Why Sri Lanka?
Ann Arborites find meaning of community in outreach
Stories compiled and photos
by Benjamin Weatherston
I met Dr. Naresh Gunaratnam more than a decade ago while working at St. Joes. I was in the Marketing Department and he was a doctor there who was always eager to push the boundaries of my job description to serve the greater good. Whenever he came into my office I knew two things were going to happen: I was going to get in trouble with my boss and people’s lives were going to be improved. Over the years we tackled topics ranging from esophageal cancer to one-of-a-kind experimental treatments. And even though I’m just a photographer and he’s the doctor, it felt like we were in it together.
One such meeting was about an orphanage in Sri Lanka. The 2004 tsunami had just ravaged the small, war-torn island off the southeastern coast of India and we worked on a photo presentation to make a pitch to a potential donor. I saw images of girls living and learning next to an ocean that just tried to destroy them. That day the cry for help fell on deaf ears but no one could have imagined that years later, the bond between Ann Arbor and Sri Lanka would be more like family than philanthropy.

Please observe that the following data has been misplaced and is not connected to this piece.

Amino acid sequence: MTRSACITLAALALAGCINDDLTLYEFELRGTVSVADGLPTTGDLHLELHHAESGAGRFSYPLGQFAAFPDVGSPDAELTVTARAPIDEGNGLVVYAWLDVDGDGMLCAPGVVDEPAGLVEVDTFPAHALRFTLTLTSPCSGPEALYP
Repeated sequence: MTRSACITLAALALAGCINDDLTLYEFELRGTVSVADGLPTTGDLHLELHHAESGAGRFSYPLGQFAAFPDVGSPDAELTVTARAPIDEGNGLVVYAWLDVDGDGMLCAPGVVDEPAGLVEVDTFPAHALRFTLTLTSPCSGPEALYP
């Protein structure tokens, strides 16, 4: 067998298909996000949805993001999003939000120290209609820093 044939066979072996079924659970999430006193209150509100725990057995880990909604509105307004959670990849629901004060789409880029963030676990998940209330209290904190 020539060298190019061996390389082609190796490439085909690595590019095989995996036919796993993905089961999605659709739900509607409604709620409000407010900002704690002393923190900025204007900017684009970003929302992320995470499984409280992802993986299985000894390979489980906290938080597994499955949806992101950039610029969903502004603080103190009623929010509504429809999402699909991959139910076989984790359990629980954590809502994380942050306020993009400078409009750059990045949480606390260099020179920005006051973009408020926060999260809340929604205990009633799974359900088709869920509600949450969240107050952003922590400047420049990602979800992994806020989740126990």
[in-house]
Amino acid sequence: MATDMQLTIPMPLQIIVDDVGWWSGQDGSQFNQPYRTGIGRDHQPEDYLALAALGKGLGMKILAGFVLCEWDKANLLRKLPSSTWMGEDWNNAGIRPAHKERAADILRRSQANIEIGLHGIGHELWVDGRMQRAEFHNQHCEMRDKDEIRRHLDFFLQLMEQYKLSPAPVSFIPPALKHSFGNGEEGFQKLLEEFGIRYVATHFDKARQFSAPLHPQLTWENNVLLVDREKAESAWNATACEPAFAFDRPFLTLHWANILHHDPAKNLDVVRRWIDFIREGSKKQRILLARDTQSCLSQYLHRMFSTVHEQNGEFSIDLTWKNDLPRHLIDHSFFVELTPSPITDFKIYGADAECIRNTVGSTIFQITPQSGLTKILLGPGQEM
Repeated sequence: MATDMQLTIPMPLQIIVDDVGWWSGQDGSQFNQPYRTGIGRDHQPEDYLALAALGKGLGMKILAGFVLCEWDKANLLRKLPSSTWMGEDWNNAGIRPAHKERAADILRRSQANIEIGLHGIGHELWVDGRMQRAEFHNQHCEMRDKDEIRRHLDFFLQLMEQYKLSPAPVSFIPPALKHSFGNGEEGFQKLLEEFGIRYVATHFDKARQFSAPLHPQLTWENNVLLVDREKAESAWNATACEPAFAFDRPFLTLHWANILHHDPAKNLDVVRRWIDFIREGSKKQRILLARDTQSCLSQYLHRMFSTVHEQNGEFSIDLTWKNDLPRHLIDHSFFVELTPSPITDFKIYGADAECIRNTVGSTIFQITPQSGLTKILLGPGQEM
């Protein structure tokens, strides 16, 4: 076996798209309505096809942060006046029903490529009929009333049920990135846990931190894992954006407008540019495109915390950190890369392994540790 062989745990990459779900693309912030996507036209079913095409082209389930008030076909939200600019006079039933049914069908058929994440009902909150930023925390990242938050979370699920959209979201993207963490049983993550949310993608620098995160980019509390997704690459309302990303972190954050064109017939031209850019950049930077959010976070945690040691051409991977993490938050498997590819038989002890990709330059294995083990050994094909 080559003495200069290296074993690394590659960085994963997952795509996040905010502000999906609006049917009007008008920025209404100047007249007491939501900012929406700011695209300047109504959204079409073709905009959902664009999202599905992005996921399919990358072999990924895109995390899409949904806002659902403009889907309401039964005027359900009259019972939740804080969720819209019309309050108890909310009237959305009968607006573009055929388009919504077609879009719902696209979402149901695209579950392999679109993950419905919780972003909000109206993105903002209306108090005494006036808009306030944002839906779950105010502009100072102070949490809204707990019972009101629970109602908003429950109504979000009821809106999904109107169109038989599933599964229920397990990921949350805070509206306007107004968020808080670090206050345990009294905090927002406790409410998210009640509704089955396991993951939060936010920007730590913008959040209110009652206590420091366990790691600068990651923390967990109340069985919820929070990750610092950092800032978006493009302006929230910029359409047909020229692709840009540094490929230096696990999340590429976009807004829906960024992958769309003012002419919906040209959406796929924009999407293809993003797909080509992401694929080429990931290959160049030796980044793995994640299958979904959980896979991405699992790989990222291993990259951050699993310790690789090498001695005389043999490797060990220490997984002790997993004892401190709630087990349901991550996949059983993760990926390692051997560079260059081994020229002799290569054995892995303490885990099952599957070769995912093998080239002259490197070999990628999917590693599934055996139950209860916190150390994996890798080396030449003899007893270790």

It took a while to make sense of the connection. The first question everyone asks is, “Why Sri Lanka?” While it might seem like the obvious answer is that Naresh is from there, the truth is much more like real life. Grace Care Center has a funny way of taking people on the periphery and pulling them in, and sometimes those people give their whole hearts. Small connections become vital partnerships and if there’s one thing Ann Arbor is good at, it’s connections. A coworker at the hospital decides to lead a telemedicine pilot program. A Rotary connection leads to grant writing for a hospitality training facility. A group of high school girls start Skyping for a school report and develop lifelong relationships. And about the time it starts making sense, you stop needing it to make sense.
Over 100 Ann Arborites have made the trip to Grace Care Center and hundreds more have helped through small fundraising efforts. This July, 53 people traveled there to offer help and I went along to create images that might help tell the story. Some are doctors, some are teachers. Some went to offer business advice, some went to fix plumbing. Entire families came with children from five different Ann Arbor schools. Everybody was different and had different gifts to give but we were all in it together.
The lesson learned from that failed, fateful pitch was that you don’t need to run after a few rich donors if you empower a community to see themselves as owners.
miracles occur daily